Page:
Joinpoint regression models were used to analyze the annual percentage changes of newly notified cases and their significance18. This analysis, which is often used to describe changes in trends, fits a series of joined linear models of the natural logarithm of annual incidence, using calendar year as an independent variable19. In this analysis, the response variable was the natural logarithm of the notification rate, and the independent variable was the year of notification. A maximum of five joinpoints were used for estimation, as suggested by the program developers, and the Bayesian information criterion (BIC) was used to select the model with the best fit. Once a joinpoint was determined, the annual percentage changes and 95% confidence intervals (CIs) of each period (segment) was determined. An annual percentage change was considered to be significant when its 95% CI did not include zero (p < 0.05). In describing trends, the terms “increase” and “decrease” were used when the slope (annual percentage change) was significant. The term “stable” was used to refer to a non-significant change (i.e., a stable notification rate or a notification rate that was unreported or only reported sporadically).
Then, spatial auto-correlation analysis was used to examine the spatial heterogeneity of annual percentage changes during the most recent period (i.e., after the last joinpoint if a joinpoint was identified, or the whole period if a joinpoint was not identified). Auto-correlation statistics are commonly used to examine spatial dependence in geographic data20. The spatial auto-correlation has two major features: (a) the global spatial auto-correlation, which indicates the overall relationship of all the research units in the area; and (b) the local indicators of spatial association (LISA), which indicate the influence of individual locations on the magnitude of the global statistic and the locations and types of clusters21. The spatial weights were created using the rook contiguity rule, and applied to describe the spatial relationships among provinces. The spatial distribution of annual percentage changes of notification rates from each province were determined by calculating the global Moran’s I and LISA. The following equation was used to calculate the global Moran’s I22:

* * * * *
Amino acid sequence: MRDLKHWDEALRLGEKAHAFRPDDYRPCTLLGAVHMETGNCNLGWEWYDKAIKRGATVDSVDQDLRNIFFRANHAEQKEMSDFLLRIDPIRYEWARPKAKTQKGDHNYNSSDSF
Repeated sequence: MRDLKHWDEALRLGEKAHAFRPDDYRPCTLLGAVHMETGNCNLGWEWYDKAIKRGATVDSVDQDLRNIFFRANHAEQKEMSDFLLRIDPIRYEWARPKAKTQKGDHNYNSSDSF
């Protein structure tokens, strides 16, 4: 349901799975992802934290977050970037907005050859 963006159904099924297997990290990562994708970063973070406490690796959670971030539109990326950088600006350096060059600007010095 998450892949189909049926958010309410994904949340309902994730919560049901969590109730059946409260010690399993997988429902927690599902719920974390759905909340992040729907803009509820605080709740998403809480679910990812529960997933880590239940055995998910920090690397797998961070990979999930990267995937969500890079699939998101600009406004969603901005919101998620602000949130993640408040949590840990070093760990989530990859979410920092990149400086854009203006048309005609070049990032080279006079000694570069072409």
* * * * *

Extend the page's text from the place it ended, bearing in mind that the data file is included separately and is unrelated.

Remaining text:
The local Moran’s I was used to make the LISA cluster maps, and was computed as follows23:
where n is the number of provinces, xi and xj are the annual percentage changes of provinces i and j, is the average of the annual percentage changes of all provinces, and wij is the spatial weight matrix corresponding to the provinces pair i and j. The value of Moran’s I usually ranges from −1 to 1, with positive values representing a positive spatial correlation and negative values representing a negative spatial correlation.
IBM SPSS version 25 was used to compare notification rates in different regions and at different times. Joinpoint regression analysis was performed using the Joinpoint Regression Program version 22.214.171.124 (Statistical Research and Applications Branch, National Cancer Institute). ArcGIS version 10.2 (ESRI, Redlands, CA, USA) was used to perform the spatial auto-correlation analysis and to plot the maps.